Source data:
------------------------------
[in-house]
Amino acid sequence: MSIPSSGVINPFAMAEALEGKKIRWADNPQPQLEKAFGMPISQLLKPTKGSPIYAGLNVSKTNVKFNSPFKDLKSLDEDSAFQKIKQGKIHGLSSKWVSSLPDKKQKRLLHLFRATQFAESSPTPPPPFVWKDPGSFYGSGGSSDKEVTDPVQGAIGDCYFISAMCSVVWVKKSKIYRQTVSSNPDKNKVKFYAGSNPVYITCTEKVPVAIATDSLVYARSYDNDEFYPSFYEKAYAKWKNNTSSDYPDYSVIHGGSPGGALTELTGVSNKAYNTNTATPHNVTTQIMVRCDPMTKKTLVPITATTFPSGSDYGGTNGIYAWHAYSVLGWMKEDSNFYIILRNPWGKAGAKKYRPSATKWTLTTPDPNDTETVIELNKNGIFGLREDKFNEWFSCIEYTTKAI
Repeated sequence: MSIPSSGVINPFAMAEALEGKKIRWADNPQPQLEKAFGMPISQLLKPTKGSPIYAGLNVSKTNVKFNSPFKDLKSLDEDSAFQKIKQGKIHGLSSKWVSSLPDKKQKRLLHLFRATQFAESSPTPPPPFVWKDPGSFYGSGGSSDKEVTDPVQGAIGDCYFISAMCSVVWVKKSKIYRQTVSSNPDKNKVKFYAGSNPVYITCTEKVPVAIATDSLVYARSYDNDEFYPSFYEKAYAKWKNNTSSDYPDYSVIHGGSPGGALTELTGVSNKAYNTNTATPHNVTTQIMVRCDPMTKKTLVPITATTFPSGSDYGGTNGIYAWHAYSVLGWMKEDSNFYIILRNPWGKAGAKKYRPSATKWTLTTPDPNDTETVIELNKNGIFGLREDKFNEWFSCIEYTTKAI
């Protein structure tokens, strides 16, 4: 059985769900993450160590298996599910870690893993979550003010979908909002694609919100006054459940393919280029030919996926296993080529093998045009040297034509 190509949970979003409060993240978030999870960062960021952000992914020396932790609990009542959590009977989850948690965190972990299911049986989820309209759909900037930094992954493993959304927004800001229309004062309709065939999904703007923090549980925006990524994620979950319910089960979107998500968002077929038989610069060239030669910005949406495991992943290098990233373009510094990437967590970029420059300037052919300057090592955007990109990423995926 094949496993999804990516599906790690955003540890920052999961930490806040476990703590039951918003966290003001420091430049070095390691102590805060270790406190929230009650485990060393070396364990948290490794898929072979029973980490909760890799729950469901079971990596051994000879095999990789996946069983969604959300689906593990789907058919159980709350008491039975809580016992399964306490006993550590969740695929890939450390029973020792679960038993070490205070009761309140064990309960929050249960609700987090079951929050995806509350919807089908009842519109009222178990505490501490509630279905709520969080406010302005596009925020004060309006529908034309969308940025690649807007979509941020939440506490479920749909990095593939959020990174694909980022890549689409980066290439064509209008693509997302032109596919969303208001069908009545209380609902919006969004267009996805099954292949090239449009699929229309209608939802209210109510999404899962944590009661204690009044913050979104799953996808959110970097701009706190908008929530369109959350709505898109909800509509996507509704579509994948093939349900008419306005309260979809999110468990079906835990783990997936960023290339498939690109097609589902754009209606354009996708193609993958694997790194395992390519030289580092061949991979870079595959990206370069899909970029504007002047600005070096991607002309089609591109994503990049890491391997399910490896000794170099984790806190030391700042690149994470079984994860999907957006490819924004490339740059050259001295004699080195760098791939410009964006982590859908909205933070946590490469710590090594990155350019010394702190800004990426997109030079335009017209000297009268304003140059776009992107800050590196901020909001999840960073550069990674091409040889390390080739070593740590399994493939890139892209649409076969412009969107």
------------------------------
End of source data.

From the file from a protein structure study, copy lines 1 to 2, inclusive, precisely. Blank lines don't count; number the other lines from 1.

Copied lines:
[in-house]
Amino acid sequence: MSIPSSGVINPFAMAEALEGKKIRWADNPQPQLEKAFGMPISQLLKPTKGSPIYAGLNVSKTNVKFNSPFKDLKSLDEDSAFQKIKQGKIHGLSSKWVSSLPDKKQKRLLHLFRATQFAESSPTPPPPFVWKDPGSFYGSGGSSDKEVTDPVQGAIGDCYFISAMCSVVWVKKSKIYRQTVSSNPDKNKVKFYAGSNPVYITCTEKVPVAIATDSLVYARSYDNDEFYPSFYEKAYAKWKNNTSSDYPDYSVIHGGSPGGALTELTGVSNKAYNTNTATPHNVTTQIMVRCDPMTKKTLVPITATTFPSGSDYGGTNGIYAWHAYSVLGWMKEDSNFYIILRNPWGKAGAKKYRPSATKWTLTTPDPNDTETVIELNKNGIFGLREDKFNEWFSCIEYTTKAI